The secret order, referred to as an intelligence "finding," allows for clandestine support by the CIA and other agencies. It was unclear when the president signed the authorization for Syria, but the sources said it was within the past several months. The Obama administration has said it will step up its assistance to the opposition in the wake of last month's failure by the U.N. Security Council to agree on tougher sanctions against al-Assad's regime. Exactly what type of support the finding authorizes is also unclear. The Obama administration has ruled out arming the rebels for now, providing only nonlethal assistance, such as communications equipment. Last week, the U.S. Treasury Department approved a license allowing the Washington Syrian Support Group to provide direct financial assistance to the Free Syrian Army. The Washington-based representative of the Free Syrian Army is allowed to conduct financial transactions on the rebel group's behalf but is not allowed to send military equipment.
During the war in Libya, Obama signed a similar directive authorizing covert assistance for rebels in the battle against Libyan leader Moammar Gadhafi. The Obama administration has resisted arming the opposition, in part, because U.S. officials don't know enough about the rebels. U.S. officials have told CNN that Washington is cooperating with countries that are arming the rebels, including Saudi Arabia and Qatar, to help find groups worthy of aid. Diplomatic sources have also said the United States is providing intelligence on Syrian troop movements, which is then passed to rebel groups. Foreign policy experts on Wednesday urged the Obama administration to increase its support of the armed opposition.
Testifying before the Senate Committee on Foreign Relations, Andrew Tabler of the Washington Institute for Near East Policy argued the United States should start arming the Syrian opposition, but only under the right conditions. "At this point, given the direction of the conflict, I think that what we need to do is assess which groups could we and should we arm at what point, and make that decision," Tabler told the Senate panel. "I think that we're actually at that decision, given where the conflict is going." James Dobbins of the Rand Corporation agreed. "The time has come to consider and pick those groups that are most consistent with our interest and our vision for the future and begin to advantage them in terms of the internal politics, by providing assistance, including perhaps money as well as arms and advice," Dobbins said.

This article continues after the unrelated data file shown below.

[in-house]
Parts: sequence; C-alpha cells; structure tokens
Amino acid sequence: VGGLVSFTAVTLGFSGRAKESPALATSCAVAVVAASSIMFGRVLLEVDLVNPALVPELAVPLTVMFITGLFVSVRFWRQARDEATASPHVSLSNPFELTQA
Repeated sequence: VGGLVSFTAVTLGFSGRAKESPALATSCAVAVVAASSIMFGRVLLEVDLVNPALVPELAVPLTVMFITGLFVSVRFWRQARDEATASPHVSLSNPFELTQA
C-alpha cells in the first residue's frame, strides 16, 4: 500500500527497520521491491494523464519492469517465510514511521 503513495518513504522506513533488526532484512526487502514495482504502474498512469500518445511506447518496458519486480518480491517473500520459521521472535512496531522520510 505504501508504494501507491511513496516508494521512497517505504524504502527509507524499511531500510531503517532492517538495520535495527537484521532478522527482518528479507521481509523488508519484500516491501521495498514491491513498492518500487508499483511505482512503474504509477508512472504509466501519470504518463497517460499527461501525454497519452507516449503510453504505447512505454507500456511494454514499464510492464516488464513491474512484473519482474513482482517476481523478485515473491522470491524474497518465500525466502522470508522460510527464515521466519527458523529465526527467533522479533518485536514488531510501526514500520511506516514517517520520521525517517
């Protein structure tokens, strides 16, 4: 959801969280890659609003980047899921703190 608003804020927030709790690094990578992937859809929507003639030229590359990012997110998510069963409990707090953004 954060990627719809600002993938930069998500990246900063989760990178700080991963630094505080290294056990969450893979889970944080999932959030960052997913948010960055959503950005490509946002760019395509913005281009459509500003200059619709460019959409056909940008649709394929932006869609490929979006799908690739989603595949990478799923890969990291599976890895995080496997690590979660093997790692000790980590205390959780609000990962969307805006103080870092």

Martin Indyk, a former U.S. ambassador to Israel now with the Brookings Institution, recommended arming the opposition, but in a "wise way." "We need to do it in a way that, first of all, we understand who we're supporting and what their intentions are," Indyk said. The State Department said Wednesday the United States has set aside $25 million for "nonlethal" assistance to the Syrian opposition, with another $64 million in humanitarian assistance for the Syrian people. The humanitarian aid, which includes funding for the World Food Programme, the International Committee of the Red Cross and other aid agencies, helps support the tens of thousands of refugees streaming across Syria's borders to neighboring Turkey and Jordan.